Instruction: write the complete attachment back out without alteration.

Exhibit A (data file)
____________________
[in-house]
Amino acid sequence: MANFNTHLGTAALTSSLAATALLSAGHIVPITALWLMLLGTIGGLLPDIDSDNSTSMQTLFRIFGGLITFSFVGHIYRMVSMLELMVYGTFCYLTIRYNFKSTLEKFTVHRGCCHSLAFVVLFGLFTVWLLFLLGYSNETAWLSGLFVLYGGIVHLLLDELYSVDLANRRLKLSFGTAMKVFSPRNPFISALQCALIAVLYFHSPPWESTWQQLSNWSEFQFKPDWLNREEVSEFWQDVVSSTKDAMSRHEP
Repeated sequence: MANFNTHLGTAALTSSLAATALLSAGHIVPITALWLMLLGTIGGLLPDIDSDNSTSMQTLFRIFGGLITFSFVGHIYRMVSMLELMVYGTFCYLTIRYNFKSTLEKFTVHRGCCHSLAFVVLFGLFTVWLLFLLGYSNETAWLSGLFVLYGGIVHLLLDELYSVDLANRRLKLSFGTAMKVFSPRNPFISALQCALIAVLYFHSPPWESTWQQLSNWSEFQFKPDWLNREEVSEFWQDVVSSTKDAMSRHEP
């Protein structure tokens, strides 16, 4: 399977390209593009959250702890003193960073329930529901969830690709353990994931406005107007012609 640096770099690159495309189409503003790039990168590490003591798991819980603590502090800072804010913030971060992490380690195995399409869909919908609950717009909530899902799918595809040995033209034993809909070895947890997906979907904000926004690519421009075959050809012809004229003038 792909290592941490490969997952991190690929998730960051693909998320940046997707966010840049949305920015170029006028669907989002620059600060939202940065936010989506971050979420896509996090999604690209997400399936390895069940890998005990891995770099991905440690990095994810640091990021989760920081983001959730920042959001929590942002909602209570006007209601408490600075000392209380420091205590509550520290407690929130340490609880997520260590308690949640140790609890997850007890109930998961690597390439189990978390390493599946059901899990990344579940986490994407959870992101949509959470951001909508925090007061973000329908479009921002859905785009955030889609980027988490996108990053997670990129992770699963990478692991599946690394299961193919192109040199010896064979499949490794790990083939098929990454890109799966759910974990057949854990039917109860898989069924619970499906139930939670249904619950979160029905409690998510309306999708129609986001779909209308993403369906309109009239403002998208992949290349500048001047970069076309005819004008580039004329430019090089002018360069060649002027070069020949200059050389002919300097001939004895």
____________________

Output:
[in-house]
Amino acid sequence: MANFNTHLGTAALTSSLAATALLSAGHIVPITALWLMLLGTIGGLLPDIDSDNSTSMQTLFRIFGGLITFSFVGHIYRMVSMLELMVYGTFCYLTIRYNFKSTLEKFTVHRGCCHSLAFVVLFGLFTVWLLFLLGYSNETAWLSGLFVLYGGIVHLLLDELYSVDLANRRLKLSFGTAMKVFSPRNPFISALQCALIAVLYFHSPPWESTWQQLSNWSEFQFKPDWLNREEVSEFWQDVVSSTKDAMSRHEP
Repeated sequence: MANFNTHLGTAALTSSLAATALLSAGHIVPITALWLMLLGTIGGLLPDIDSDNSTSMQTLFRIFGGLITFSFVGHIYRMVSMLELMVYGTFCYLTIRYNFKSTLEKFTVHRGCCHSLAFVVLFGLFTVWLLFLLGYSNETAWLSGLFVLYGGIVHLLLDELYSVDLANRRLKLSFGTAMKVFSPRNPFISALQCALIAVLYFHSPPWESTWQQLSNWSEFQFKPDWLNREEVSEFWQDVVSSTKDAMSRHEP
């Protein structure tokens, strides 16, 4: 399977390209593009959250702890003193960073329930529901969830690709353990994931406005107007012609 640096770099690159495309189409503003790039990168590490003591798991819980603590502090800072804010913030971060992490380690195995399409869909919908609950717009909530899902799918595809040995033209034993809909070895947890997906979907904000926004690519421009075959050809012809004229003038 792909290592941490490969997952991190690929998730960051693909998320940046997707966010840049949305920015170029006028669907989002620059600060939202940065936010989506971050979420896509996090999604690209997400399936390895069940890998005990891995770099991905440690990095994810640091990021989760920081983001959730920042959001929590942002909602209570006007209601408490600075000392209380420091205590509550520290407690929130340490609880997520260590308690949640140790609890997850007890109930998961690597390439189990978390390493599946059901899990990344579940986490994407959870992101949509959470951001909508925090007061973000329908479009921002859905785009955030889609980027988490996108990053997670990129992770699963990478692991599946690394299961193919192109040199010896064979499949490794790990083939098929990454890109799966759910974990057949854990039917109860898989069924619970499906139930939670249904619950979160029905409690998510309306999708129609986001779909209308993403369906309109009239403002998208992949290349500048001047970069076309005819004008580039004329430019090089002018360069060649002027070069020949200059050389002919300097001939004895």